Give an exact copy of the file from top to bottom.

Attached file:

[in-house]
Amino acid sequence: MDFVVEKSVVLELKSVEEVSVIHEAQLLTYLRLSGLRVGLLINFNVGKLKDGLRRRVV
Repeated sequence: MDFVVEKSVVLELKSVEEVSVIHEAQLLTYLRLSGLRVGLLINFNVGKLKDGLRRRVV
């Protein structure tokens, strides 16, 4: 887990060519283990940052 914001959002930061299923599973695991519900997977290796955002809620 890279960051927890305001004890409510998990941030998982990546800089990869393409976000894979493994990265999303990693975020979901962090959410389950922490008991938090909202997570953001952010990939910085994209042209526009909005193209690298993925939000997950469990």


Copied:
[in-house]
Amino acid sequence: MDFVVEKSVVLELKSVEEVSVIHEAQLLTYLRLSGLRVGLLINFNVGKLKDGLRRRVV
Repeated sequence: MDFVVEKSVVLELKSVEEVSVIHEAQLLTYLRLSGLRVGLLINFNVGKLKDGLRRRVV
């Protein structure tokens, strides 16, 4: 887990060519283990940052 914001959002930061299923599973695991519900997977290796955002809620 890279960051927890305001004890409510998990941030998982990546800089990869393409976000894979493994990265999303990693975020979901962090959410389950922490008991938090909202997570953001952010990939910085994209042209526009909005193209690298993925939000997950469990």